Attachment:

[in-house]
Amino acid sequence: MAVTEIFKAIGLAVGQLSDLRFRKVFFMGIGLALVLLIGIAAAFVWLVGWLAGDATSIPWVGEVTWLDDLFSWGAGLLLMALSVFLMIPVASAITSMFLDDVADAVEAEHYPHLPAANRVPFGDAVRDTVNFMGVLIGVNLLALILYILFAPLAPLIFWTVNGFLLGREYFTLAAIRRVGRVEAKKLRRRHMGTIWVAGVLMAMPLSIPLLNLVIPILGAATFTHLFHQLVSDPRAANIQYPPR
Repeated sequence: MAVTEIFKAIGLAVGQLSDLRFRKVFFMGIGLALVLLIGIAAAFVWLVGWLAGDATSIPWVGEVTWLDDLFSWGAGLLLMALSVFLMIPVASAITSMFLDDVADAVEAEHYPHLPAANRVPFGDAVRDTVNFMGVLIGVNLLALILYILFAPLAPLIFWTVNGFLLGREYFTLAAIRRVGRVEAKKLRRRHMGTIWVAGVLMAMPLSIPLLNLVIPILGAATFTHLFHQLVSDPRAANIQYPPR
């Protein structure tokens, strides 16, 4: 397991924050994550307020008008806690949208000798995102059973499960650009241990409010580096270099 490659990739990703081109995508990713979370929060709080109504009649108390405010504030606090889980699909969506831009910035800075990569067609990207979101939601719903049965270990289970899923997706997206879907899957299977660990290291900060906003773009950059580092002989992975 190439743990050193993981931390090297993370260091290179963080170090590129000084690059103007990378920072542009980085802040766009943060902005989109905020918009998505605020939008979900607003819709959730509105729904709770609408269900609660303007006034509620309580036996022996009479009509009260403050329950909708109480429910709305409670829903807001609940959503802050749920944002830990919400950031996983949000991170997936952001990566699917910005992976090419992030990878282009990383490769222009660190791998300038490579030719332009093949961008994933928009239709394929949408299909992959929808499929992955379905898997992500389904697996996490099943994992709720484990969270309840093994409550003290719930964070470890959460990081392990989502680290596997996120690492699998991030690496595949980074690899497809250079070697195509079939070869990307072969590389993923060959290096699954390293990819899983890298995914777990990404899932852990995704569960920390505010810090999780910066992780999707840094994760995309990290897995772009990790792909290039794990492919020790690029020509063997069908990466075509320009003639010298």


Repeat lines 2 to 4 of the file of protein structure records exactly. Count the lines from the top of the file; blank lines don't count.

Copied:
Amino acid sequence: MAVTEIFKAIGLAVGQLSDLRFRKVFFMGIGLALVLLIGIAAAFVWLVGWLAGDATSIPWVGEVTWLDDLFSWGAGLLLMALSVFLMIPVASAITSMFLDDVADAVEAEHYPHLPAANRVPFGDAVRDTVNFMGVLIGVNLLALILYILFAPLAPLIFWTVNGFLLGREYFTLAAIRRVGRVEAKKLRRRHMGTIWVAGVLMAMPLSIPLLNLVIPILGAATFTHLFHQLVSDPRAANIQYPPR
Repeated sequence: MAVTEIFKAIGLAVGQLSDLRFRKVFFMGIGLALVLLIGIAAAFVWLVGWLAGDATSIPWVGEVTWLDDLFSWGAGLLLMALSVFLMIPVASAITSMFLDDVADAVEAEHYPHLPAANRVPFGDAVRDTVNFMGVLIGVNLLALILYILFAPLAPLIFWTVNGFLLGREYFTLAAIRRVGRVEAKKLRRRHMGTIWVAGVLMAMPLSIPLLNLVIPILGAATFTHLFHQLVSDPRAANIQYPPR
């Protein structure tokens, strides 16, 4: 397991924050994550307020008008806690949208000798995102059973499960650009241990409010580096270099 490659990739990703081109995508990713979370929060709080109504009649108390405010504030606090889980699909969506831009910035800075990569067609990207979101939601719903049965270990289970899923997706997206879907899957299977660990290291900060906003773009950059580092002989992975 190439743990050193993981931390090297993370260091290179963080170090590129000084690059103007990378920072542009980085802040766009943060902005989109905020918009998505605020939008979900607003819709959730509105729904709770609408269900609660303007006034509620309580036996022996009479009509009260403050329950909708109480429910709305409670829903807001609940959503802050749920944002830990919400950031996983949000991170997936952001990566699917910005992976090419992030990878282009990383490769222009660190791998300038490579030719332009093949961008994933928009239709394929949408299909992959929808499929992955379905898997992500389904697996996490099943994992709720484990969270309840093994409550003290719930964070470890959460990081392990989502680290596997996120690492699998991030690496595949980074690899497809250079070697195509079939070869990307072969590389993923060959290096699954390293990819899983890298995914777990990404899932852990995704569960920390505010810090999780910066992780999707840094994760995309990290897995772009990790792909290039794990492919020790690029020509063997069908990466075509320009003639010298």